Spotted on my walk, and reminiscent of Seattle – you have to chain down the cement blocks before someone steals them!  (Nathaniel Brown photo)

But it was hot after Seattle, and I was overdressed and sweat-drenched when I got back to the Biltmore, where I collapsed on the bed for a nap and an hour of reading — now down to the bar for a warmer-upper, and then the short walk to the restaurant.

Next day: The Water Grill attracts mixed notices on Yelp! but lots of 5 stars, and as it’s 50 yards from the Biltmore, it seemed a good idea to try it. I  had a table to myself, across from a party who looked like Russian oligarchs from central casting. I  had a delightful server, and the whole place was upscale, busy, vibrant, a bit loud, and obviously an “in” spot. The Oysters Rockefeller, however, were startlingly unmemorable, a dubious  5 on a scale of 1 to 10, with Edmonds’ own Charcoal defining the 10. Alas, the scallops were about the same, as well as sloshed over to once side of the plate by the waiter —  5, with Charcoal at 10; Clos Maggiore, in London, gets an impossible 10.5, where “they have raised the lowly scallop to a zenith of perfection which renders ill-advised attempts to emulate them hopeless, and a vanity,” but I live in hope.

The Water Grill

Wednesday – I’m afraid yesterday’s death march was to much for these old bones. Last night I arranged a 3 o’clock checkout, and today I slept in, then made some coffee (a miracle! The in-room coffee machines actually make a lot of coffee with each brew, not the usual lukewarm demi-tasse masquerading as a full cup!) and finished The Lawn Boy, by Jonathan Evison. I then had a late breakfast in the otherwise empty Rendezvous Court, and the took an Uber to the Cathedral of Our Lady of the Angels.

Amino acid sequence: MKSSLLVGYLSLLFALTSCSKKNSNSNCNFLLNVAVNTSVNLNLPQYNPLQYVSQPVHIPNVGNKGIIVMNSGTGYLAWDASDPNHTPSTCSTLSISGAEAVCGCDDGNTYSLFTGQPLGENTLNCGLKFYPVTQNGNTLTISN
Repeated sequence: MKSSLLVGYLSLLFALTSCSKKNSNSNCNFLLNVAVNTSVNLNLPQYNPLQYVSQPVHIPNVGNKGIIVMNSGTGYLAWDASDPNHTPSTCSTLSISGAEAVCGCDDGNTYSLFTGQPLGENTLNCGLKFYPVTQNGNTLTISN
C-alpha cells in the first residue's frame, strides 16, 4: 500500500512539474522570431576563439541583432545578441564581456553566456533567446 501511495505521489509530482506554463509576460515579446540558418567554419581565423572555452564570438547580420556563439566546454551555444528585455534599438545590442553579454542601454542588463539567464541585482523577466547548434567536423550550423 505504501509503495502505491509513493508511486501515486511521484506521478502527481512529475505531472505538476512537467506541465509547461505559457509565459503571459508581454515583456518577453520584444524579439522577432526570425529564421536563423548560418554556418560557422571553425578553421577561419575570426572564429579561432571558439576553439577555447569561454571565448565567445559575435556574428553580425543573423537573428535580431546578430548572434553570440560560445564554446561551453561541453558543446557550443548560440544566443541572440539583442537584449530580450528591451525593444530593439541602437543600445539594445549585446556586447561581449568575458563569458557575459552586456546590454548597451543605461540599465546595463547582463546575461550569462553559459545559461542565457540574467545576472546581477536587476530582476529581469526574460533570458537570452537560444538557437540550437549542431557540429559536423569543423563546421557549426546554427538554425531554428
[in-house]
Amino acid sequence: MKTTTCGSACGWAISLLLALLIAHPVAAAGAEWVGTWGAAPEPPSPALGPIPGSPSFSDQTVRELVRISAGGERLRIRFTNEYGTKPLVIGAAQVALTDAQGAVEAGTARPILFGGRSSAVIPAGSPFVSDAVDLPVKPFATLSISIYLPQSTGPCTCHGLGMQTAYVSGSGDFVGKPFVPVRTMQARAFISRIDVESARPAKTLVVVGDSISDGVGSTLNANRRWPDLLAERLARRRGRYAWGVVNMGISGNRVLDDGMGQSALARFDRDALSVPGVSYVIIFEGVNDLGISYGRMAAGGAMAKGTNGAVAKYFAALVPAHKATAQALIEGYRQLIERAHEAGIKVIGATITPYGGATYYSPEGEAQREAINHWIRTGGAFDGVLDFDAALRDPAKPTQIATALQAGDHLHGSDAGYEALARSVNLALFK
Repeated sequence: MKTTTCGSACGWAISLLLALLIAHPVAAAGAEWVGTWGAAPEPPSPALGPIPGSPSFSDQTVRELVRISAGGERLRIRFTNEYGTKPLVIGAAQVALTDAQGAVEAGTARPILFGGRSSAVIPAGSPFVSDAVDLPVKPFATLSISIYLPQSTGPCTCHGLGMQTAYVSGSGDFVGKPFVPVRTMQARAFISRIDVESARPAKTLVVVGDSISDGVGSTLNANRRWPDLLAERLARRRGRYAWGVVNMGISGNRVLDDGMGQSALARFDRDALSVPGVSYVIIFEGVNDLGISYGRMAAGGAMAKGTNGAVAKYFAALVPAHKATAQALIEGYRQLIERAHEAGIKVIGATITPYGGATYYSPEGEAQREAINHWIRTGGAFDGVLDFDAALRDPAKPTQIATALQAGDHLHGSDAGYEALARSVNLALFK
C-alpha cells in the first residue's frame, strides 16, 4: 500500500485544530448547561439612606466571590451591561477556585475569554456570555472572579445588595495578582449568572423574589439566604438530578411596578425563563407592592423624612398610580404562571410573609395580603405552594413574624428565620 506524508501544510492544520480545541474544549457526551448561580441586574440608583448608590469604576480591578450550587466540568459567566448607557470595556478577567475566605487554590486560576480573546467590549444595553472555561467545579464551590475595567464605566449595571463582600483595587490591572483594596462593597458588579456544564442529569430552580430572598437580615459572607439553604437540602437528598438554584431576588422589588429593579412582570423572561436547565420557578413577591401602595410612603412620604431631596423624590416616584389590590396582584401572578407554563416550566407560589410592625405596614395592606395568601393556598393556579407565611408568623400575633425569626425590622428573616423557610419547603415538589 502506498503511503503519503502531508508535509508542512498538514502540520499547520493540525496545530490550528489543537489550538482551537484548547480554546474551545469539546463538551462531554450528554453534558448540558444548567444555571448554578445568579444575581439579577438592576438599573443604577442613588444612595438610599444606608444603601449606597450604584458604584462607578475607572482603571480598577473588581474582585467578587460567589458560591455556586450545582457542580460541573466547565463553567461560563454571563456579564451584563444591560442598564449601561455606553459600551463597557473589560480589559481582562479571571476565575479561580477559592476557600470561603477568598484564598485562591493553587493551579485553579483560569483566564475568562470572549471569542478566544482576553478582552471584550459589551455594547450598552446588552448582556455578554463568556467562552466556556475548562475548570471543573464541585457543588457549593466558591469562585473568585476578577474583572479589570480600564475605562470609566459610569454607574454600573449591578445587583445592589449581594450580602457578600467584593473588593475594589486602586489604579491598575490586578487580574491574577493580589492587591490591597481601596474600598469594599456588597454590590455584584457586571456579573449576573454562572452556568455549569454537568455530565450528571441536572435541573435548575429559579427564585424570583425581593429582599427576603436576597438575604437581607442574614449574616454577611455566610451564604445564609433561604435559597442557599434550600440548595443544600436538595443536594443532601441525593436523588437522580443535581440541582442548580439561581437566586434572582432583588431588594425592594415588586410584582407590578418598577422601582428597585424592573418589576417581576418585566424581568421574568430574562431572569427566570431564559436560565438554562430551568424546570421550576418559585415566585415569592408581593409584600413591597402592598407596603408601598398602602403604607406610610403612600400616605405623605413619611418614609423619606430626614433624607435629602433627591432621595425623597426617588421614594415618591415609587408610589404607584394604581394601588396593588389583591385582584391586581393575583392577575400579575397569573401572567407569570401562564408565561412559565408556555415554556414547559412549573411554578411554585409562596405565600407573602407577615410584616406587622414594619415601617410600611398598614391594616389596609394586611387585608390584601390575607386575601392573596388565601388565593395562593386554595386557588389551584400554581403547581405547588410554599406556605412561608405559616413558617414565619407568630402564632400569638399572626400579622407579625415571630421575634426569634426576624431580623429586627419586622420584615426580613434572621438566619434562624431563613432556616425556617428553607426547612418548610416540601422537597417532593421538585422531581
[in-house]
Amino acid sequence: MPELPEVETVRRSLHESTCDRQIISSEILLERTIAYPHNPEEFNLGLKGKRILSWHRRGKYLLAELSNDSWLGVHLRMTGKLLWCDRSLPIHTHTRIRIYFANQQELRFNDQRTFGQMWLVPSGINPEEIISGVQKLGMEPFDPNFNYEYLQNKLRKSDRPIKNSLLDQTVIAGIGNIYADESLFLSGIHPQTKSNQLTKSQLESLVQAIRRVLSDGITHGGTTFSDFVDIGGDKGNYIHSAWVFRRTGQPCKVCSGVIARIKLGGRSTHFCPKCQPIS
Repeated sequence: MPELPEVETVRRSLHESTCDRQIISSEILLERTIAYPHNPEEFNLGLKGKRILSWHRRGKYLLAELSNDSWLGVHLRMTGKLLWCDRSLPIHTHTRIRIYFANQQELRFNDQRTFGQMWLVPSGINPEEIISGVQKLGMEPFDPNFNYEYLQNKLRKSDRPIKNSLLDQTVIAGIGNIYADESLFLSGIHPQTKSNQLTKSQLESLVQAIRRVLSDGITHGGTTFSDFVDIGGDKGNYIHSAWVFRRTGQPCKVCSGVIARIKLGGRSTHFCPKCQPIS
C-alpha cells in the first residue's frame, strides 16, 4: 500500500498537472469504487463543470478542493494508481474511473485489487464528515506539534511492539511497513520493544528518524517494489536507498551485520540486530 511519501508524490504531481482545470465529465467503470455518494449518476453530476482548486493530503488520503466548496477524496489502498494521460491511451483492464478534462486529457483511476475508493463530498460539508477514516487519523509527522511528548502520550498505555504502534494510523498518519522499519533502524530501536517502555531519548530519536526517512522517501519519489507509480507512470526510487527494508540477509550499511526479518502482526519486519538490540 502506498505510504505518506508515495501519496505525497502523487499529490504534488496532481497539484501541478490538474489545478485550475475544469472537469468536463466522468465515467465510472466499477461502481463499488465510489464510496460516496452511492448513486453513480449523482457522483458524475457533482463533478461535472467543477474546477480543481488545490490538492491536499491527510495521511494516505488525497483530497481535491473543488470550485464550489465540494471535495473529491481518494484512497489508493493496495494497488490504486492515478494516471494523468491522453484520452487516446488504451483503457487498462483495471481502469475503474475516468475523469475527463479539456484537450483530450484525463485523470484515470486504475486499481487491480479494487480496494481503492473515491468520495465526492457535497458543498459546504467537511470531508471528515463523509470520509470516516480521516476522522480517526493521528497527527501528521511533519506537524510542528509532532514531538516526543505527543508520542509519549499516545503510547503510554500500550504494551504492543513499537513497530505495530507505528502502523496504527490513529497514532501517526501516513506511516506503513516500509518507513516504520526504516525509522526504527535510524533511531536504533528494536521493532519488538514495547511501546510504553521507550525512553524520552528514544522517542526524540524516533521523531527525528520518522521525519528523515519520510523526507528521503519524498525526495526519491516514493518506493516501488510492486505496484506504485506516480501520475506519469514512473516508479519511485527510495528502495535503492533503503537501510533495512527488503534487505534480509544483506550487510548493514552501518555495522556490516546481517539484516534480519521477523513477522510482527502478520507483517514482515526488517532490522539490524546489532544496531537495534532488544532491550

Our Lady of the Angels exterior. (Nathaniel Brown photo)

I  hardly know what to say about the Cathedral of Our Lady of the Angels. It’s too big, too defying of normal expectations, too daring to form a coherent impression on one visit, and that visit outside service hours. I like to experience a church coming to life for its intended use, and in really old buildings, say in England, the weight of generations passing through the church adds to the feeling that

Time present and time past

Are both perhaps present in time future,

And time future contained in time past.

— Eliot, Burnt Norton


If you came this way,
Taking any route, starting from anywhere,
At any time or at any season,
It would always be the same: you would have to put off
Sense and notion. You are not here to verify,
Instruct yourself, or inform curiosity
Or carry report. You are here to kneel
Where prayer has been valid. 

— Eliot, Little Gidding

Our Lady of the Angels somehow felt too new for the experience Eliot describes; but such things are deeply personal.

I stopped and sat for half an hour at the back, for a better view of the nave. It is enormous. It is intense. It is magnificent but also, I  thought, a little crushing, an opposite to the sometimes impossibly high ceilings of Gothic arches aren’t. Bear in mind that all this is deeply subjective, something especially true, I think, in any ecclesiastical building.